March 9, 2020 / 1:09 PM / a month ago

Breakingviews - Oil shock gives central banks excuse to be bold

Central bank governors and other global finance officials sit for a group photo at the IMF and World Bank's 2019 Annual Spring Meetings, in Washington, April 13, 2019.

LONDON (Reuters Breakingviews) - The oil market has handed European Central Bank boss Christine Lagarde and her global peers the perfect excuse to act decisively. Crude prices plunged on Monday, just days before the ECB holds its policy meeting. While rate-setters are supposed to look beyond one-off jolts, they can’t ignore the slump in inflation expectations that energy ructions are triggering in a market already gripped by virus fears.

Concern that the coronavirus outbreak would depress global demand more than supply had knocked investors’ expectations of future price increases even before the cost of a barrel of Brent crude dropped by a fifth on Monday morning. That prompted the euro zone five-year/five-year inflation forward, which tracks how investors expect annual price rises to behave over a five-year period beginning five years from now, fell below 1% for the first time ever.

Granted, this gauge has been far more volatile since 2014, when it was highlighted in a speech by Lagarde’s predecessor, Mario Draghi. Still, neither the current ECB chief nor her global counterparts, such as Federal Reserve Chair Jerome Powell and Bank of Japan chief Haruhiko Kuroda, can afford to ignore signals that inflation expectations are slumping. Consumer prices are already rising more slowly in the euro zone and Japan than the central bank of either country would like. And while inflation is running higher in the United States, Federal Reserve officials have made it clear it’s still not good enough.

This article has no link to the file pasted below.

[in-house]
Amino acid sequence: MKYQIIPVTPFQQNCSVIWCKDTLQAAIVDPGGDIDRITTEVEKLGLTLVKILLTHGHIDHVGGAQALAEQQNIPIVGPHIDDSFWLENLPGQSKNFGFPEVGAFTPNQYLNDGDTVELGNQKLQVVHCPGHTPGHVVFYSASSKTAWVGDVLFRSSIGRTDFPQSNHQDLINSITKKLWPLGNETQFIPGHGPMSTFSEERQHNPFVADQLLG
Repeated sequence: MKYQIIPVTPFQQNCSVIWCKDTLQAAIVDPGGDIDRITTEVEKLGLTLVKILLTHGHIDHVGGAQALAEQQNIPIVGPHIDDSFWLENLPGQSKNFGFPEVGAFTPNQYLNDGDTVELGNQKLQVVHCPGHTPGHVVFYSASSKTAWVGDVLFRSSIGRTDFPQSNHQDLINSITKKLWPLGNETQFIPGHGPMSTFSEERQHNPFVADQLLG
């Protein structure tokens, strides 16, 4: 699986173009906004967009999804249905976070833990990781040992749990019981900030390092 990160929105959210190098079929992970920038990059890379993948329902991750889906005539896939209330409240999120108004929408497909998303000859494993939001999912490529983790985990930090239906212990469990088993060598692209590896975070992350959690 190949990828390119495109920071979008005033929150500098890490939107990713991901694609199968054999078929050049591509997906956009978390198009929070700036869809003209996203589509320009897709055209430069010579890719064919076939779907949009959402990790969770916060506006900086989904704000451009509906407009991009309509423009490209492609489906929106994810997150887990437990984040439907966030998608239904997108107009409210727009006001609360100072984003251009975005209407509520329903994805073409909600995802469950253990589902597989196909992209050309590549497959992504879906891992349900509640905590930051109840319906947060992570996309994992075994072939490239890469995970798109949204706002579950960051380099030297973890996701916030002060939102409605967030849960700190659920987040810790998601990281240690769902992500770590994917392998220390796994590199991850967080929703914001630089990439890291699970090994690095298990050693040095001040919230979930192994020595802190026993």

The U.S. central bank took emergency action last week, cutting interest rates in between scheduled policy meetings for the first time since the height of the global financial crisis in 2008. The Fed may deliver more stimulus sooner rather than later. With policy rates already below zero, neither Lagarde nor Kuroda have as much room to ease. They also know that their tools are not ideally suited to fighting virus-related economic shocks.

Yet more targeted government stimulus measures take time to design and approve. Rate-setters can move much more quickly. A slump in inflation expectations is therefore exactly what Lagarde needs to convince waverers that the ECB should act decisively at its policy meeting on Thursday. Ideally, the Bank of Japan would do the same in short order.

Breakingviews

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